The Telegraph
 
 
IN TODAY'S PAPER
CITY NEWSLINES
 
 
ARCHIVES
Since 1st March, 1999
 
THE TELEGRAPH
 
 
Email This Page
God of Small Things hears radio, not screen, prayers
- Arundhati Roy eases adaptation rule and allows novel to be dramatised, Bend It mother to play grandmother

London, May 29: Arundhati Roy, who had always been adamant about not allowing The God of Small Things to be adapted for easy consumption, has relented and allowed her 1997 Booker Prize-winning novel to be dramatised for BBC Radio 4.

Reflecting the happy mood at the BBC engendered by the about-turn from the feisty activist, playwright Tanika Gupta, who wrote the 10-part adaptation, commented: “The BBC approached her agent (David Godwin) for the rights to the book and we were very surprised (she agreed).”

To be fair to the author, when she said she was totally against her book being adapted, she had a film version in mind. Her argument was that she did not want her book to be viewed through the prism of someone else’s film, and to this day she has stuck firmly to her position despite promises of large sums being thrown at her.

Gupta said she had never met Roy, had not consulted the author during the adaptation and had no idea whether it would meet with her approval.

The 10 episodes, each 15 minutes long, will be broadcast from July 12 to 23 on Women’s Hour, which will give the airing a feminist aura.

Gupta explained that in adapting the novel, which she read when it was first published eight years ago and found “wonderful”, she had to omit parts of the plot.

The BBC plugged the play, which has original music by Nitin Sawhney, a highly regarded British-Asian musician, as “the tragic and compelling tale of the two-egg twins Rahel and Estha and their desperately dysfunctional family. A story of forbidden cross-caste love and what a community will do to protect the old ways. The God of Small Things is set in the present and in 1969 in Kerala in a house called Ayemenem.”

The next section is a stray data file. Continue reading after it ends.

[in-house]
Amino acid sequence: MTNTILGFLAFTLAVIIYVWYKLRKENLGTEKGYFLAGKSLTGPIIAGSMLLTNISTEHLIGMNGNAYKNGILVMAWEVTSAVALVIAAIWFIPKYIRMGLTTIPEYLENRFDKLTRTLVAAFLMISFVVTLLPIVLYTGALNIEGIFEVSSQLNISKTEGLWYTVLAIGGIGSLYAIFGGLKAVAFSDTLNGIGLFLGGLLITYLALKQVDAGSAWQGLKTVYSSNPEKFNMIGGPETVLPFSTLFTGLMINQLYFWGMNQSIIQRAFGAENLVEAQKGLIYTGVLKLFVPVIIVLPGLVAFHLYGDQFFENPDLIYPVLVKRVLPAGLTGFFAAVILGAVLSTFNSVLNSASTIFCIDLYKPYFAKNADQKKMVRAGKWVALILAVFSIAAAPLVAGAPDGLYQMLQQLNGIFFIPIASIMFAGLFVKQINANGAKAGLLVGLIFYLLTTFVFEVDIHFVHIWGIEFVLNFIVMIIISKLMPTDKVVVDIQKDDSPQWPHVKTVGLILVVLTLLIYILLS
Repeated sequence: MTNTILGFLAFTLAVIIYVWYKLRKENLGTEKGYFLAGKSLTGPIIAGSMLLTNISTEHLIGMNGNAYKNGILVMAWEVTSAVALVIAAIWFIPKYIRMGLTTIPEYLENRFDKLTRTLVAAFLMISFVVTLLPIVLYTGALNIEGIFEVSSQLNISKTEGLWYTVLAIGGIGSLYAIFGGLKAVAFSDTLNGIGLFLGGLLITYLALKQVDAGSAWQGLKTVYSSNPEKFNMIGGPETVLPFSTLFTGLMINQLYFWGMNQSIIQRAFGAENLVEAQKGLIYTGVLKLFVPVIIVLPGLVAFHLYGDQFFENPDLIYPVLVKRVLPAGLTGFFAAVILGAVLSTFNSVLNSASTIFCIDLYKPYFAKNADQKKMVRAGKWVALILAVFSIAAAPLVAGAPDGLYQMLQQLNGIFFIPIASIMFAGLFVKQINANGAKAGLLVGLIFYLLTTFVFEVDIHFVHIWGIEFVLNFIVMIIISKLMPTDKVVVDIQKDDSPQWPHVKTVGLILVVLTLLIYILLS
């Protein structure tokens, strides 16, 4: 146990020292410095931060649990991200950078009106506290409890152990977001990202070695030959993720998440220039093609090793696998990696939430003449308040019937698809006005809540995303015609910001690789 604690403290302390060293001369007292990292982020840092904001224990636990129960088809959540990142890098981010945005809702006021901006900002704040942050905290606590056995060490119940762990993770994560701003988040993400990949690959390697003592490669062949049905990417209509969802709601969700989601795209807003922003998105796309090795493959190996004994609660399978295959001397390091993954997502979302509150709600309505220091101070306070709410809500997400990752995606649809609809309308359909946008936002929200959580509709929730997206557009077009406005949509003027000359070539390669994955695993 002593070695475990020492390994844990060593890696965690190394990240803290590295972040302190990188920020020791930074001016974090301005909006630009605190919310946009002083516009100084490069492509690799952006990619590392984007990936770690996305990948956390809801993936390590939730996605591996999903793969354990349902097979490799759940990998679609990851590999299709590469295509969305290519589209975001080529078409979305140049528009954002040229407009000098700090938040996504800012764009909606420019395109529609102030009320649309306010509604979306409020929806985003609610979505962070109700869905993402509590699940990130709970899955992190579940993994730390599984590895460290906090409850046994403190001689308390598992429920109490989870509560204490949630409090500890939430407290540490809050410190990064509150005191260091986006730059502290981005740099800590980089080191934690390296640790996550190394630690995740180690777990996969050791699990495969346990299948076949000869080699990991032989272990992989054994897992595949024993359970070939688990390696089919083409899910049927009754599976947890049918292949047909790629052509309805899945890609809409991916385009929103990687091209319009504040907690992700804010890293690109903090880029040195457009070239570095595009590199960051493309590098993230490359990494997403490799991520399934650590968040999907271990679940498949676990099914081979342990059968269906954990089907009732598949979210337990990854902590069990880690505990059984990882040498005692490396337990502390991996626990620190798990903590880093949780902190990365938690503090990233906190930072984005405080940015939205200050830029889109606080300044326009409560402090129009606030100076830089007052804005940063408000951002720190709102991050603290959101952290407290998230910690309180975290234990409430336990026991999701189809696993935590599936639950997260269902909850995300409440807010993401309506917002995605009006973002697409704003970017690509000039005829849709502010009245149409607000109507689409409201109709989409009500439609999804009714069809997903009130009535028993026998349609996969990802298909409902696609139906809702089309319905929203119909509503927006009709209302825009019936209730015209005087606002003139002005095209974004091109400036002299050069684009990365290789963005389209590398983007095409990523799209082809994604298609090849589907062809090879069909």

It added that “the twins witness a terrible tragedy and are innocently drawn into its tragic repercussions”.

According to the BBC: “The novel moves back in time, unfolding the tragic events little by little.”

The BBC also said: “It is a story which deals with big themes such as the way women who are abused can often become the abusers and how violence and hatred of women is endemic in society and often ignored.”

The BBC said: “The sound world of monsoon rain, birds, insects, wind, communist demonstrations, wild Kathakali dancing, the sound of a steam train departing and, of course, the river form a vivid backdrop to the tragic events as they unfold. Nitin Sawhney’s haunting and beautiful music weaves throughout.”

Gupta told The Telegraph: “You can’t put everything in. I hope it gives listeners a taste for the story so they will go and read the whole book.”

The novel has sold exceptionally well around the world, but a BBC adaptation is bound to help sales.

Gupta argued that it is better on balance if authors do not adapt their own novels because playwrights possess skills different from those of novelists.

“You need to dramatise the story and, at the end of each 15-minute episode, leave listeners on a cliff-hanger.”

Though Gupta is an experienced playwright, she said: “This one was very difficult, like wrestling with an octopus. The narrative structure of the story is not straightforward. The refrains are poetic and lyrical and you are trying to keep that and yet tell a story.”

She said: “It took me a while to work out how to do it, how not to give away too much too quickly, though in the book people know what happened right at the start. Once I had cracked the code, it took me two months.”

Asked whether the book would lend itself to a cinematic version, Gupta responded enthusiastically. “Film and radio are similar, much more so than film and a stage version. This would make a fantastic film, partly because the tale is told from the children’s point of view.”

The cast of the play includes some well known names from the British Asian acting fraternity, among them Shaheen Khan, a slim woman in real life but who padded herself up to play the disapproving mother in Bend It Like Beckham.

Khan said she was delighted to get a part, that of the grandmother, “into which I could really get into. The writing was very good”.

She was more cautious when asked whether a radio play could be made into a film. “With a radio play, a lot is left to your imagination. It’s not like that with a film which is all there in front of the audience.”

The author Patrick French, who had a part in the publication of The God of Small Things — he suggested his own agent, David Godwin, when he was sent the manuscript of the novel by his writer friend, Pankaj Mishra — confirmed that Roy had received several offers from film makers.

“She did not want to do a film partly because she did not want film crew crawling all over Kerala,” said French.

Top
Email This Page